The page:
13 External links
Early life and education
Tsakalotos was born in Rotterdam, the Netherlands, in 1960. He is the
son of Stefanos Tsakalotos, a civil engineer who worked in the
shipping industry, and the family relocated to the United Kingdom in
1965 when the younger Tsakolotos was five years old. He attended
St Paul's School, London
St Paul's School, London from 1973 to 1978.[a] In St Paul's
School's alumni magazine, he praised his former schoolmaster Keith
Perry, saying that the teacher did "much to bolster [his]
self-confidence". During his time at the school, he co-founded its
Economics and Politics Society (known as Polecon) with his close
friend Owen Tudor, who now works for the Trades Union Congress.
Tsakalotos went on to read
Philosophy, Politics and Economics at The
Queen's College, Oxford. Whilst at the Queen's College, Tsakalotos was
an admirer of both
Gerald Cohen and Andrew Glyn, a
philosopher and Marxian economist respectively, who both taught at the
university. He also took part in student protests against Margaret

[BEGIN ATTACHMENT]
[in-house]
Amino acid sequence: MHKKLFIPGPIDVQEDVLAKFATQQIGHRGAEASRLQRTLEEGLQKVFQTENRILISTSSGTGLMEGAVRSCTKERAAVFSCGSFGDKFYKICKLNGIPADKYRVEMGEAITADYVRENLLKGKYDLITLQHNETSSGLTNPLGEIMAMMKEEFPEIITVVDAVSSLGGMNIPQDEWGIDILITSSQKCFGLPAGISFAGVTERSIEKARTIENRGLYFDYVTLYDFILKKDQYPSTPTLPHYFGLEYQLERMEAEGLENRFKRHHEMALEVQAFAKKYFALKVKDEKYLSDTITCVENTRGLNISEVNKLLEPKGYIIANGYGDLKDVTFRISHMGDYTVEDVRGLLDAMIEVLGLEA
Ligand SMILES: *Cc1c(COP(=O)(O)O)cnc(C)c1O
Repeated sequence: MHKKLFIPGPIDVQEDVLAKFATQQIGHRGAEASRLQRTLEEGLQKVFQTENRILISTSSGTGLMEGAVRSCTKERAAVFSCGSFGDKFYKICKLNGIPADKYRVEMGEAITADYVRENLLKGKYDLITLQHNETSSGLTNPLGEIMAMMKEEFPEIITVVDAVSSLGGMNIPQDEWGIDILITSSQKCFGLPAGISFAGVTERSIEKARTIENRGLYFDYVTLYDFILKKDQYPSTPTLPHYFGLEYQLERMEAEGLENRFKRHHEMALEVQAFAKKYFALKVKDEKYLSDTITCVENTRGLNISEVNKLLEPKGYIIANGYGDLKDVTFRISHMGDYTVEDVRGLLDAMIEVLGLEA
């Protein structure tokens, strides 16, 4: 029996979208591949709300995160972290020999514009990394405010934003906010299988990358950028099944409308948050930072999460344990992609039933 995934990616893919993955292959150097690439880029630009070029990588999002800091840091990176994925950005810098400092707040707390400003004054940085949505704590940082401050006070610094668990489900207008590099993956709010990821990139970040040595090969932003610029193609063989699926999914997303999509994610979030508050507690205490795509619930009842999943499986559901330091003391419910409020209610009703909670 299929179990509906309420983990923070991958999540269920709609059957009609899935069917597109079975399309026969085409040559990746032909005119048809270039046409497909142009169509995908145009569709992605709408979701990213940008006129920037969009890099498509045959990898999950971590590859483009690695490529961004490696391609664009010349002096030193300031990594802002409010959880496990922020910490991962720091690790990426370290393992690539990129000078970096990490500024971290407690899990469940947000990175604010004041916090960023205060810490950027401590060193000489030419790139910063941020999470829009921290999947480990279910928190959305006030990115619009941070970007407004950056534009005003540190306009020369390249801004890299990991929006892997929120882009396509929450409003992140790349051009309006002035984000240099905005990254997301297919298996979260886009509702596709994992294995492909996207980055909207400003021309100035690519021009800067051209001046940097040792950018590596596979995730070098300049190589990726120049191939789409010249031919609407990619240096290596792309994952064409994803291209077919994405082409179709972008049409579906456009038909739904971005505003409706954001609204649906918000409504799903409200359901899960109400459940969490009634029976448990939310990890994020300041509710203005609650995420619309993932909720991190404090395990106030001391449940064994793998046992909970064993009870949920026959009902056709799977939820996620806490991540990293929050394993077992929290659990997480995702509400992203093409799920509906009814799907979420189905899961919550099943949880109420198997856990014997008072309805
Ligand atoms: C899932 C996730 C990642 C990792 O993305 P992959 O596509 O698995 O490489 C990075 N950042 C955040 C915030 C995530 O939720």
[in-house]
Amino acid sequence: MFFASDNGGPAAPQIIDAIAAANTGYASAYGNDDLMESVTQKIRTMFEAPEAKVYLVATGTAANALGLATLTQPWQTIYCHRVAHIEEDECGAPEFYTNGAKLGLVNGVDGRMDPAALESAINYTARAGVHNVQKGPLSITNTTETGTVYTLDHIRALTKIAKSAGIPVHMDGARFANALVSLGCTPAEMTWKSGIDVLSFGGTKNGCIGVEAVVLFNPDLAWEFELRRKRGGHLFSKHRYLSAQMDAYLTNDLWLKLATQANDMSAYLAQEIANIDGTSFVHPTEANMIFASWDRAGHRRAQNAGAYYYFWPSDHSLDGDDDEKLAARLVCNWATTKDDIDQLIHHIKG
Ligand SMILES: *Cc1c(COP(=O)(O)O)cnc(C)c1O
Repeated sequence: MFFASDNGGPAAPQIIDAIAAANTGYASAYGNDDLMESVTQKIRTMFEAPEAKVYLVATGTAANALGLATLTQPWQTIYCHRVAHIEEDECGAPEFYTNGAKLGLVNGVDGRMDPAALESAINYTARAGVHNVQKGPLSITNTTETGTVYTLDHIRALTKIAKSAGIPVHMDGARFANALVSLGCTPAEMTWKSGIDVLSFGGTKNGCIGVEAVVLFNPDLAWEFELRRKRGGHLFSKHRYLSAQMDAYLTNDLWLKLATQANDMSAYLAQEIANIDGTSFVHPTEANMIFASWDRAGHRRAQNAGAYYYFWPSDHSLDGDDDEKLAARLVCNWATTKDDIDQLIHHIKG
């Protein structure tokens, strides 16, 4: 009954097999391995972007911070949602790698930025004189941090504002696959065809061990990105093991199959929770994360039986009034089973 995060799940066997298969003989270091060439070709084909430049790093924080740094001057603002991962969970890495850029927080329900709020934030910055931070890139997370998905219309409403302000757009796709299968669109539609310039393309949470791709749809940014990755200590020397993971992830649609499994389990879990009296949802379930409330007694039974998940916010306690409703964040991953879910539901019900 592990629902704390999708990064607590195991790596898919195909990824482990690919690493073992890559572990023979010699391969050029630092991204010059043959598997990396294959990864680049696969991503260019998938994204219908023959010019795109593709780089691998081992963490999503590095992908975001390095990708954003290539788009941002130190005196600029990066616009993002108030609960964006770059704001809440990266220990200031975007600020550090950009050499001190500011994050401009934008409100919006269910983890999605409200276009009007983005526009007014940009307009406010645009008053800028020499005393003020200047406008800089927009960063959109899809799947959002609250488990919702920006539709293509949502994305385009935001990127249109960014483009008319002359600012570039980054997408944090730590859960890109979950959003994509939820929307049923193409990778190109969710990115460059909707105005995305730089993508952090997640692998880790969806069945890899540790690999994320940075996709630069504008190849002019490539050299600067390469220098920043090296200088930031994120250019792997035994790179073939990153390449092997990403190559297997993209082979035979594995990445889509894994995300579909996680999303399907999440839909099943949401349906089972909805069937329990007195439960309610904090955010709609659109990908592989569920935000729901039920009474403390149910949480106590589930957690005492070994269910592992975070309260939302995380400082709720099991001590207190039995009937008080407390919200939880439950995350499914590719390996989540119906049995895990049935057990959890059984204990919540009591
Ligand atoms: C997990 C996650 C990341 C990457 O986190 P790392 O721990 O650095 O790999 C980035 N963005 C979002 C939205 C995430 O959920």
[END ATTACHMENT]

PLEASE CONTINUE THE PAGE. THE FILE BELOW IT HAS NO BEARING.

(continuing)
Thatcher's Conservative government. During his time at university,
he became a supporter of Irish republicanism, a view he expressed in
his visit to the
Sinn Féin ardfheis in March 2015. One of his
university friends at this time, Yannis Stournaras, later became a
Greek finance minister and served as Governor of the Bank of
Greece. Following graduation, he completed a master's degree
(MPhil) at the Institute of Development Studies, attached to the
University of Sussex. He then returned to Oxford to complete a
doctorate (DPhil) in economics, studying at Mansfield College. He
completed this doctorate in 1989 under the supervision of Włodzimierz
Brus, with his thesis, Alternative Economic Strategies: The Case of
Greece, later being published as a book.:ix
After the completion of his doctorate, Tsakalotos entered into an
academic career. His first role was as a research associate at the
University of Kent, from 1989 to 1990. From October 1990 to June 1993,
he taught at the university as a lecturer. In 1993, Tsakalotos
and his wife moved to Greece, and in October 1994 he began teaching at
the Athens University of Economics and Business. In September 2010,
he became a full professor of economics at the National and
Kapodistrian University of Athens, more commonly referred to simply as
the University of Athens.
In his capacity as an academic, Tsakalotos served as a member of the
executive committee of the Hellenic Federation of University Teachers'
Associations (POSDEP). In the mid-2000s, Tsakalotos led his